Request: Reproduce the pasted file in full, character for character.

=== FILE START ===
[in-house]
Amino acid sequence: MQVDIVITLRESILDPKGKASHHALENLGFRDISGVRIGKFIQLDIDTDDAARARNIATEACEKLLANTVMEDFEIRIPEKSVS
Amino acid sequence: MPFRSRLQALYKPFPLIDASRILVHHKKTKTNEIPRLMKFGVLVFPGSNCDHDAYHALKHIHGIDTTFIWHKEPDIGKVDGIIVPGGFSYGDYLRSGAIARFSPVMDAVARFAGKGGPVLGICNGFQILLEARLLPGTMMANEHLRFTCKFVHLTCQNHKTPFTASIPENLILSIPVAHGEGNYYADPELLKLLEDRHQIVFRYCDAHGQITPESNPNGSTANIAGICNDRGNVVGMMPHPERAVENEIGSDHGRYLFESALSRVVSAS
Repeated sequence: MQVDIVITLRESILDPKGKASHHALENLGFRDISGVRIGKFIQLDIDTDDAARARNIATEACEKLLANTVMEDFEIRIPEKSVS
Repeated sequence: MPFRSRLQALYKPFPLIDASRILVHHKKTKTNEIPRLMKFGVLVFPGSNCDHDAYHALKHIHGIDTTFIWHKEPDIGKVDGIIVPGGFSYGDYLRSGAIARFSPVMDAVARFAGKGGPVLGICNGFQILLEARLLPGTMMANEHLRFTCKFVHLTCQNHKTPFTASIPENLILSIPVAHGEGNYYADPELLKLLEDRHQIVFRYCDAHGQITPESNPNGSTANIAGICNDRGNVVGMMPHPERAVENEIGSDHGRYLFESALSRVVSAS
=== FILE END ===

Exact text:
[in-house]
Amino acid sequence: MQVDIVITLRESILDPKGKASHHALENLGFRDISGVRIGKFIQLDIDTDDAARARNIATEACEKLLANTVMEDFEIRIPEKSVS
Amino acid sequence: MPFRSRLQALYKPFPLIDASRILVHHKKTKTNEIPRLMKFGVLVFPGSNCDHDAYHALKHIHGIDTTFIWHKEPDIGKVDGIIVPGGFSYGDYLRSGAIARFSPVMDAVARFAGKGGPVLGICNGFQILLEARLLPGTMMANEHLRFTCKFVHLTCQNHKTPFTASIPENLILSIPVAHGEGNYYADPELLKLLEDRHQIVFRYCDAHGQITPESNPNGSTANIAGICNDRGNVVGMMPHPERAVENEIGSDHGRYLFESALSRVVSAS
Repeated sequence: MQVDIVITLRESILDPKGKASHHALENLGFRDISGVRIGKFIQLDIDTDDAARARNIATEACEKLLANTVMEDFEIRIPEKSVS
Repeated sequence: MPFRSRLQALYKPFPLIDASRILVHHKKTKTNEIPRLMKFGVLVFPGSNCDHDAYHALKHIHGIDTTFIWHKEPDIGKVDGIIVPGGFSYGDYLRSGAIARFSPVMDAVARFAGKGGPVLGICNGFQILLEARLLPGTMMANEHLRFTCKFVHLTCQNHKTPFTASIPENLILSIPVAHGEGNYYADPELLKLLEDRHQIVFRYCDAHGQITPESNPNGSTANIAGICNDRGNVVGMMPHPERAVENEIGSDHGRYLFESALSRVVSAS